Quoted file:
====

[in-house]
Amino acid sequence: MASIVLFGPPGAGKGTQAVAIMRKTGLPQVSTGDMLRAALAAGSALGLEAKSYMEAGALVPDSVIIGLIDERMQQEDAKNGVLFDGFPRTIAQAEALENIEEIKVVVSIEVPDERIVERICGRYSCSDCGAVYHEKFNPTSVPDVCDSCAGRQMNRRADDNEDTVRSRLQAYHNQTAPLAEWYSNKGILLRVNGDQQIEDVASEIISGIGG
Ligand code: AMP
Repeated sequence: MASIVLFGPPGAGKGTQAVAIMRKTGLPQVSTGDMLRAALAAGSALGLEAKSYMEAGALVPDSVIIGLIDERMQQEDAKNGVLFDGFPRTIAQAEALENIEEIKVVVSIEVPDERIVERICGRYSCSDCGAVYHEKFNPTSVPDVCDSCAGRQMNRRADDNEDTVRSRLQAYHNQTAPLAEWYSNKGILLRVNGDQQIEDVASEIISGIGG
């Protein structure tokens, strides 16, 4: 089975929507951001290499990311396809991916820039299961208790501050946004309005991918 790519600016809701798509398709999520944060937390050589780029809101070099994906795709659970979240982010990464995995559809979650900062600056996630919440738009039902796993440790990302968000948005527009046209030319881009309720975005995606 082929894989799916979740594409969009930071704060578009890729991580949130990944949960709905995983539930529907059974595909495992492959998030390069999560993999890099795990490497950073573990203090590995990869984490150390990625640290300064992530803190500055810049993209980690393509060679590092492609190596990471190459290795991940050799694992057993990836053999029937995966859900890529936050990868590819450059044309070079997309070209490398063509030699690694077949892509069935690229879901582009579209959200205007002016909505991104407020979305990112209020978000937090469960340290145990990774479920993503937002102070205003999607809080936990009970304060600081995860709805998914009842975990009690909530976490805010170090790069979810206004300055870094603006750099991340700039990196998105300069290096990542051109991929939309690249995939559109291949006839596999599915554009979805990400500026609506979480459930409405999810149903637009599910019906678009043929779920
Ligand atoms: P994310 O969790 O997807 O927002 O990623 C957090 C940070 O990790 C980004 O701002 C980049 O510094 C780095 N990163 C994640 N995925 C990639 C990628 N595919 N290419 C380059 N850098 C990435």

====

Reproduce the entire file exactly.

[in-house]
Amino acid sequence: MASIVLFGPPGAGKGTQAVAIMRKTGLPQVSTGDMLRAALAAGSALGLEAKSYMEAGALVPDSVIIGLIDERMQQEDAKNGVLFDGFPRTIAQAEALENIEEIKVVVSIEVPDERIVERICGRYSCSDCGAVYHEKFNPTSVPDVCDSCAGRQMNRRADDNEDTVRSRLQAYHNQTAPLAEWYSNKGILLRVNGDQQIEDVASEIISGIGG
Ligand code: AMP
Repeated sequence: MASIVLFGPPGAGKGTQAVAIMRKTGLPQVSTGDMLRAALAAGSALGLEAKSYMEAGALVPDSVIIGLIDERMQQEDAKNGVLFDGFPRTIAQAEALENIEEIKVVVSIEVPDERIVERICGRYSCSDCGAVYHEKFNPTSVPDVCDSCAGRQMNRRADDNEDTVRSRLQAYHNQTAPLAEWYSNKGILLRVNGDQQIEDVASEIISGIGG
């Protein structure tokens, strides 16, 4: 089975929507951001290499990311396809991916820039299961208790501050946004309005991918 790519600016809701798509398709999520944060937390050589780029809101070099994906795709659970979240982010990464995995559809979650900062600056996630919440738009039902796993440790990302968000948005527009046209030319881009309720975005995606 082929894989799916979740594409969009930071704060578009890729991580949130990944949960709905995983539930529907059974595909495992492959998030390069999560993999890099795990490497950073573990203090590995990869984490150390990625640290300064992530803190500055810049993209980690393509060679590092492609190596990471190459290795991940050799694992057993990836053999029937995966859900890529936050990868590819450059044309070079997309070209490398063509030699690694077949892509069935690229879901582009579209959200205007002016909505991104407020979305990112209020978000937090469960340290145990990774479920993503937002102070205003999607809080936990009970304060600081995860709805998914009842975990009690909530976490805010170090790069979810206004300055870094603006750099991340700039990196998105300069290096990542051109991929939309690249995939559109291949006839596999599915554009979805990400500026609506979480459930409405999810149903637009599910019906678009043929779920
Ligand atoms: P994310 O969790 O997807 O927002 O990623 C957090 C940070 O990790 C980004 O701002 C980049 O510094 C780095 N990163 C994640 N995925 C990639 C990628 N595919 N290419 C380059 N850098 C990435």